However, Chinese interference with Taiwanese participation in international events may lead these apolitical members of the public to ask more and more questions about Taiwan’s general status in the world. This also is why activism at sporting events—pointing out the difference between Taiwan and “Chinese Taipei” or Taiwan and the “Republic of China” even at the cost of resistance from Taiwanese authorities—sometimes proves useful as a means of stimulating political conversation and pushing more people to political awareness of Taiwan’s status in the world. This is true not only for individuals outside of Taiwan who may be watching such international events but also for Taiwanese themselves.
Paralympics Committee president Linda Chen (left) and President Tsai Ing-Wen (right). Photo credit: CNA
Yet the question remains as to why China continually undertakes actions which are marginalizing and in some cases, insulting, for the Taiwanese public in its attempts to assert to the international world that it views Taiwan as an integral part of Chinese territory. Much of China’s attempts at winning the Taiwanese public over are strangely counterproductive in terms of fostering a sense of closeness and Chinese identity. This is surprising, given that China should be able to gather quite a lot of information about the sentiments of the Taiwanese public at any given moment and what means of outreach might appeal to Taiwanese.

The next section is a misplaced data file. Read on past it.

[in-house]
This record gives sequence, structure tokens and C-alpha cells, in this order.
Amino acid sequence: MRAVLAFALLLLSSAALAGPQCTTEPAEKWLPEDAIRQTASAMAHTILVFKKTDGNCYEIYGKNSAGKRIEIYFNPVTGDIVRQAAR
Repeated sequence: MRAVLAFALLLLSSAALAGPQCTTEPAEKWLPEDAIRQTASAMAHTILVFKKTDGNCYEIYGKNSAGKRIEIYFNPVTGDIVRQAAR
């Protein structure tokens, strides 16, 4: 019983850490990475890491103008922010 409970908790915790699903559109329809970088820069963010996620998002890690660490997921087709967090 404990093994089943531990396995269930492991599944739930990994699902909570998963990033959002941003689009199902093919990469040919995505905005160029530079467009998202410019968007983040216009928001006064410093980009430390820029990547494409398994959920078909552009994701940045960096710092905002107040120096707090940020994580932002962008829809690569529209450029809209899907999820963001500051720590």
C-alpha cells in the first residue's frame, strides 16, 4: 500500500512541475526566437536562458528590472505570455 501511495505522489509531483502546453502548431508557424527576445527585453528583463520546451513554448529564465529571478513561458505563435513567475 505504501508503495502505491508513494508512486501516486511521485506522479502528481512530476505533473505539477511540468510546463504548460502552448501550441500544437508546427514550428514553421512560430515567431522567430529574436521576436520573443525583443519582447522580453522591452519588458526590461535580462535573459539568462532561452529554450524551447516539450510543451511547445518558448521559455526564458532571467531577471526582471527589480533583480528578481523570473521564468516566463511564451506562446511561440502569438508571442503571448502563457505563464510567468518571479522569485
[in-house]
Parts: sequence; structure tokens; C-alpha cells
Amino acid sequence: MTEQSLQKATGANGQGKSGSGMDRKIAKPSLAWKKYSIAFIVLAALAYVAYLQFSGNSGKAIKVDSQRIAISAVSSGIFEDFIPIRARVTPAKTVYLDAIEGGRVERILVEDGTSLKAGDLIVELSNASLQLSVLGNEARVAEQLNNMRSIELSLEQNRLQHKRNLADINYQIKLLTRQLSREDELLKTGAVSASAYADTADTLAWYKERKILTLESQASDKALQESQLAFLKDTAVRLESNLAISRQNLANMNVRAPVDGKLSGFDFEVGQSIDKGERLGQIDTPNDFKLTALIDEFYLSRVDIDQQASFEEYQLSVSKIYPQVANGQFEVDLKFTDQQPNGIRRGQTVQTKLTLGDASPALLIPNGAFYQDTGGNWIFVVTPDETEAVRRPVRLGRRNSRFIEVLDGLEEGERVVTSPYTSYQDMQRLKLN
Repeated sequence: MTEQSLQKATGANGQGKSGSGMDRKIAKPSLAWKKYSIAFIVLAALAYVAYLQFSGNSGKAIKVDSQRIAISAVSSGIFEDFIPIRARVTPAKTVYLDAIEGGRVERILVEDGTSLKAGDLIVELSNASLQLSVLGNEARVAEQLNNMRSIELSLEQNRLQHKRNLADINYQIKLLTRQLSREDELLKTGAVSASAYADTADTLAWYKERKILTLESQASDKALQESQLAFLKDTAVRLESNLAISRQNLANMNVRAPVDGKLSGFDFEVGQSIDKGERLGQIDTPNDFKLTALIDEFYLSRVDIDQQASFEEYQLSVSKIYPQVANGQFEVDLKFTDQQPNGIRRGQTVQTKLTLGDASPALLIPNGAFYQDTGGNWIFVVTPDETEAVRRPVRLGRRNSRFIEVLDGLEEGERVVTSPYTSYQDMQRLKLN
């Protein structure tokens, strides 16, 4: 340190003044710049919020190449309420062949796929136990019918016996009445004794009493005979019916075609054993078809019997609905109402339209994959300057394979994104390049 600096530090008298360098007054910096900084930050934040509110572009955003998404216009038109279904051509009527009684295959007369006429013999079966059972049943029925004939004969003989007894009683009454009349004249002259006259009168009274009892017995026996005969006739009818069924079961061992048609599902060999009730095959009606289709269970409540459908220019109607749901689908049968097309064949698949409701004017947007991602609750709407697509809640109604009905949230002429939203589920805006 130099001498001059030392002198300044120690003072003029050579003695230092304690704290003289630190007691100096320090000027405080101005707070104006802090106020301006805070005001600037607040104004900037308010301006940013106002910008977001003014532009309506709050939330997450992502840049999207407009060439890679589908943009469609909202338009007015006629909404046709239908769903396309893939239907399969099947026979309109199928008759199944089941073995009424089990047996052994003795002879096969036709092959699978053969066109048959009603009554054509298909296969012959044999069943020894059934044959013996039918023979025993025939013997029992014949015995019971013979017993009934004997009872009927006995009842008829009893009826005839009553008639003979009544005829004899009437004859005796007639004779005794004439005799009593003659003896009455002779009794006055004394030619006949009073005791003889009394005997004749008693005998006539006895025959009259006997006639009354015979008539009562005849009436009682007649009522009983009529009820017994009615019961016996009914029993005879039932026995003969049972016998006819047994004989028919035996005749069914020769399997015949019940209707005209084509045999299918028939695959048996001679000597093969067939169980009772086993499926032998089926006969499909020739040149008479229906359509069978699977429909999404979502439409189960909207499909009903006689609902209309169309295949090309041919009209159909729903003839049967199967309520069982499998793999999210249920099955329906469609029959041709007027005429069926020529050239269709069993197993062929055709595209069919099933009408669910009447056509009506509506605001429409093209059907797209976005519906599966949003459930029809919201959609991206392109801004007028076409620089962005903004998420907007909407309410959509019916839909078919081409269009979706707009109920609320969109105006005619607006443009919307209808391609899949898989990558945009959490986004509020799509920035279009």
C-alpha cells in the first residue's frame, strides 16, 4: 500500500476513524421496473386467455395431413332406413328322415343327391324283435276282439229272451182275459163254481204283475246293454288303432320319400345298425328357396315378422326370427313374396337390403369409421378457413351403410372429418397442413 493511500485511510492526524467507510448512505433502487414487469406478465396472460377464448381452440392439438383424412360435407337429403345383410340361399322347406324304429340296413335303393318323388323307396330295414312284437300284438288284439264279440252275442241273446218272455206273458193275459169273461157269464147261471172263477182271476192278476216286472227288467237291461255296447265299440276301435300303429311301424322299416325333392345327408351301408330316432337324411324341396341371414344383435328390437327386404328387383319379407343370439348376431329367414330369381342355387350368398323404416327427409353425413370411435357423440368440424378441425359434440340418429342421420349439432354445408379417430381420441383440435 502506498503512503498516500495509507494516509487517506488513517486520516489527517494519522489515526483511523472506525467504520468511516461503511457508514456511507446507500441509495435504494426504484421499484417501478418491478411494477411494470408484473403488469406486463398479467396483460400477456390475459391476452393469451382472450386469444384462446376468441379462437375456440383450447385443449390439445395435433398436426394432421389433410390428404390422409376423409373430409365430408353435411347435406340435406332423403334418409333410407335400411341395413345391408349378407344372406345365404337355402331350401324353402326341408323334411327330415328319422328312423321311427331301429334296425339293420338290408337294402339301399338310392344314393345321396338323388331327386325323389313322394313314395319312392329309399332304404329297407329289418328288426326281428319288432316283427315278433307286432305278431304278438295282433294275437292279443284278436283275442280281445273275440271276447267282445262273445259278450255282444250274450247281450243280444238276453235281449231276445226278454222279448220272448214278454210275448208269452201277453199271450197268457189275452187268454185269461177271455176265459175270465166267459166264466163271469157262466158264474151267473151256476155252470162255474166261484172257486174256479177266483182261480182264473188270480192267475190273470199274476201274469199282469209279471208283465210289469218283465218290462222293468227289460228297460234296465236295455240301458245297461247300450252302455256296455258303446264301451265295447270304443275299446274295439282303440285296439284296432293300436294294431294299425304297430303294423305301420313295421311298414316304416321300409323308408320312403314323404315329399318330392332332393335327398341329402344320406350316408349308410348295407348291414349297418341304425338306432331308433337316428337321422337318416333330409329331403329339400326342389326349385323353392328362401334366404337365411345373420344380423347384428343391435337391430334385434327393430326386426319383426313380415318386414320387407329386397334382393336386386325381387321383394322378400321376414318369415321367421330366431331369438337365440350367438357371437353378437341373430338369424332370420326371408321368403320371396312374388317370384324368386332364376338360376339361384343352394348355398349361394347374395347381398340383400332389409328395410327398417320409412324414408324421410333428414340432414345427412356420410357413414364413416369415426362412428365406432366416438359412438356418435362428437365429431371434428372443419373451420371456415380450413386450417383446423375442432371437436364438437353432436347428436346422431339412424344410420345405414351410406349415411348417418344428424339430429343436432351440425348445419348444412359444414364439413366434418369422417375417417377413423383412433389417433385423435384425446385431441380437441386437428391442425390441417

To be sure, in some cases, it may be the actions of individual overzealous Chinese officials that lead to public incidents over Taiwan participation in international bodies or international sporting events, rather than a coordinated central government mandate. This opacity always makes these incidents a matter of speculation as to whether an specific incident is part of a concerted Chinese strategy aimed at frustrating Taiwan’s participation or forcing Taiwan’s exclusion from international bodies, or whether it is the result of the independent actions of only a few officials.
There are other contexts such as Hong Kong in which China unwittingly engenders its own political opposition by coming in with a sledgehammer when a velvet glove approach might be more effective. Moreover, such incidents actually present an opportunity for the Tsai administration or for independent political actors as Taiwanese youth activists to demonstrate to the international community that Taiwan does not consider itself a part of China and that there are actors in the Taiwanese community who resist efforts by China to assert its authority over Taiwan. The Tsai administration may presently be too wary of upsetting cross-strait relations to take much action on that front, perhaps leaving it up to Taiwanese youth activists to capitalize on such opportunities.